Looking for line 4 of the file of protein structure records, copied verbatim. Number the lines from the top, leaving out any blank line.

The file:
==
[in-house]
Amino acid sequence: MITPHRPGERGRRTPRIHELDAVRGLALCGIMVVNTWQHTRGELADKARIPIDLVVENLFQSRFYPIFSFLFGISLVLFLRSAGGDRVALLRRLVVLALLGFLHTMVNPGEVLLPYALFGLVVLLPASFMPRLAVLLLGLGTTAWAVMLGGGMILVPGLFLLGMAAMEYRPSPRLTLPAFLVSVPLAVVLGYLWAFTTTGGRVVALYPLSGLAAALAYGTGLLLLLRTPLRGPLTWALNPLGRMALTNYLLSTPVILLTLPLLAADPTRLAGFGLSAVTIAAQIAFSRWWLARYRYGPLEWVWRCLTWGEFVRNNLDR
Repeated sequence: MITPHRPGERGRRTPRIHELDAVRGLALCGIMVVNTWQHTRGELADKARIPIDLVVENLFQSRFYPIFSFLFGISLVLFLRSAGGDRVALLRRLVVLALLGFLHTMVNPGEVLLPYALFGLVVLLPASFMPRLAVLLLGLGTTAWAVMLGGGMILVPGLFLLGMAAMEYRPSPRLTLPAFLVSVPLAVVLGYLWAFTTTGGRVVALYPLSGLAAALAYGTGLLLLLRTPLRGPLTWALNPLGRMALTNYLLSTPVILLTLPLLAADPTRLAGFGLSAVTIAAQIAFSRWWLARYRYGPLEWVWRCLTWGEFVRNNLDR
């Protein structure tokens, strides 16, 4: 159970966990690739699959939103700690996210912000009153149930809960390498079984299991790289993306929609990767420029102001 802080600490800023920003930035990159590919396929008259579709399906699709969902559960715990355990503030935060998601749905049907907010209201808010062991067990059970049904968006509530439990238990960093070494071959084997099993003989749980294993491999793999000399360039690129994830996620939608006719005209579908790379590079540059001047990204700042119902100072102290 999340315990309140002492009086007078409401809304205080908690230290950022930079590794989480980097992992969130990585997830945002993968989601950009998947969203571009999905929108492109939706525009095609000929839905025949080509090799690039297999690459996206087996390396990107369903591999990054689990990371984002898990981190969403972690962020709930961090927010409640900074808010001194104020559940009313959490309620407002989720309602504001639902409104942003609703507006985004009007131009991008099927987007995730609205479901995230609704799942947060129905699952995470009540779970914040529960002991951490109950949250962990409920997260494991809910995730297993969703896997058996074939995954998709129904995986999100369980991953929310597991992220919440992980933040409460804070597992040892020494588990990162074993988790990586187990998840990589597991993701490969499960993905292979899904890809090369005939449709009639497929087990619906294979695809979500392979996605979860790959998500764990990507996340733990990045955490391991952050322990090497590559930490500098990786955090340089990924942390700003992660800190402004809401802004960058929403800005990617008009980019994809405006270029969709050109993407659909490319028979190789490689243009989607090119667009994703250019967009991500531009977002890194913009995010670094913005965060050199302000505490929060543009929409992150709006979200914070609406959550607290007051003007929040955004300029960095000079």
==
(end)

């Protein structure tokens, strides 16, 4: 159970966990690739699959939103700690996210912000009153149930809960390498079984299991790289993306929609990767420029102001 802080600490800023920003930035990159590919396929008259579709399906699709969902559960715990355990503030935060998601749905049907907010209201808010062991067990059970049904968006509530439990238990960093070494071959084997099993003989749980294993491999793999000399360039690129994830996620939608006719005209579908790379590079540059001047990204700042119902100072102290 999340315990309140002492009086007078409401809304205080908690230290950022930079590794989480980097992992969130990585997830945002993968989601950009998947969203571009999905929108492109939706525009095609000929839905025949080509090799690039297999690459996206087996390396990107369903591999990054689990990371984002898990981190969403972690962020709930961090927010409640900074808010001194104020559940009313959490309620407002989720309602504001639902409104942003609703507006985004009007131009991008099927987007995730609205479901995230609704799942947060129905699952995470009540779970914040529960002991951490109950949250962990409920997260494991809910995730297993969703896997058996074939995954998709129904995986999100369980991953929310597991992220919440992980933040409460804070597992040892020494588990990162074993988790990586187990998840990589597991993701490969499960993905292979899904890809090369005939449709009639497929087990619906294979695809979500392979996605979860790959998500764990990507996340733990990045955490391991952050322990090497590559930490500098990786955090340089990924942390700003992660800190402004809401802004960058929403800005990617008009980019994809405006270029969709050109993407659909490319028979190789490689243009989607090119667009994703250019967009991500531009977002890194913009995010670094913005965060050199302000505490929060543009929409992150709006979200914070609406959550607290007051003007929040955004300029960095000079």